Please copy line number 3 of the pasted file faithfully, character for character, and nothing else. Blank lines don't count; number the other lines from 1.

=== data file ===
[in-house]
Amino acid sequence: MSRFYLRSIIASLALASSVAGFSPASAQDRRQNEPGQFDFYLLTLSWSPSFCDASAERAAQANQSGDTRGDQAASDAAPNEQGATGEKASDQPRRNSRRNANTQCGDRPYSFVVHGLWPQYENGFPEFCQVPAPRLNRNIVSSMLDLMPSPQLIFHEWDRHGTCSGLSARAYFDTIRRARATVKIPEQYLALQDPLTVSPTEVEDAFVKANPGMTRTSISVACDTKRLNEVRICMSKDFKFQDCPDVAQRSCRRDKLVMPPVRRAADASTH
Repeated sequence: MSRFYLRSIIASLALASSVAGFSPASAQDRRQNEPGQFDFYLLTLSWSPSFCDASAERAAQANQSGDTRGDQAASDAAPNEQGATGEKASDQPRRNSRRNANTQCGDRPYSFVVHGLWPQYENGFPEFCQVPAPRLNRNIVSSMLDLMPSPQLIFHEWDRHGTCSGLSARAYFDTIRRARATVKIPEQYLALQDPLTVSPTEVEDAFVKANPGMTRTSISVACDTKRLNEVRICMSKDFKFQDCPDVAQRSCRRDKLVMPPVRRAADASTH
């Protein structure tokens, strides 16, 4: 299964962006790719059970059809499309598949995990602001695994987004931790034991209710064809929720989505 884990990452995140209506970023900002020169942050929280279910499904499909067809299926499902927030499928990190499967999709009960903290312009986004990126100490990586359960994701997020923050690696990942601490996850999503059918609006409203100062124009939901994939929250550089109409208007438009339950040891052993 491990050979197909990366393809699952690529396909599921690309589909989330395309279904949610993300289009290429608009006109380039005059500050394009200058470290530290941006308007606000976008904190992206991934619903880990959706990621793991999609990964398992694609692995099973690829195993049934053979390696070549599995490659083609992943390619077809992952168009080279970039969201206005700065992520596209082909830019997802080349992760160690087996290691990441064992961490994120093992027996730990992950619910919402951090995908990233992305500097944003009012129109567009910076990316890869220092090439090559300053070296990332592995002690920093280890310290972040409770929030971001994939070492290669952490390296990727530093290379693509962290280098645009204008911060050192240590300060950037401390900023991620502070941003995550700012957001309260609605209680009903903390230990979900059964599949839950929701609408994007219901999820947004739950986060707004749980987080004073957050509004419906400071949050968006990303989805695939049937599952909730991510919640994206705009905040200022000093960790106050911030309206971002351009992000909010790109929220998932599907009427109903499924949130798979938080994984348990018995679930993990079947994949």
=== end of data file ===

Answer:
Repeated sequence: MSRFYLRSIIASLALASSVAGFSPASAQDRRQNEPGQFDFYLLTLSWSPSFCDASAERAAQANQSGDTRGDQAASDAAPNEQGATGEKASDQPRRNSRRNANTQCGDRPYSFVVHGLWPQYENGFPEFCQVPAPRLNRNIVSSMLDLMPSPQLIFHEWDRHGTCSGLSARAYFDTIRRARATVKIPEQYLALQDPLTVSPTEVEDAFVKANPGMTRTSISVACDTKRLNEVRICMSKDFKFQDCPDVAQRSCRRDKLVMPPVRRAADASTH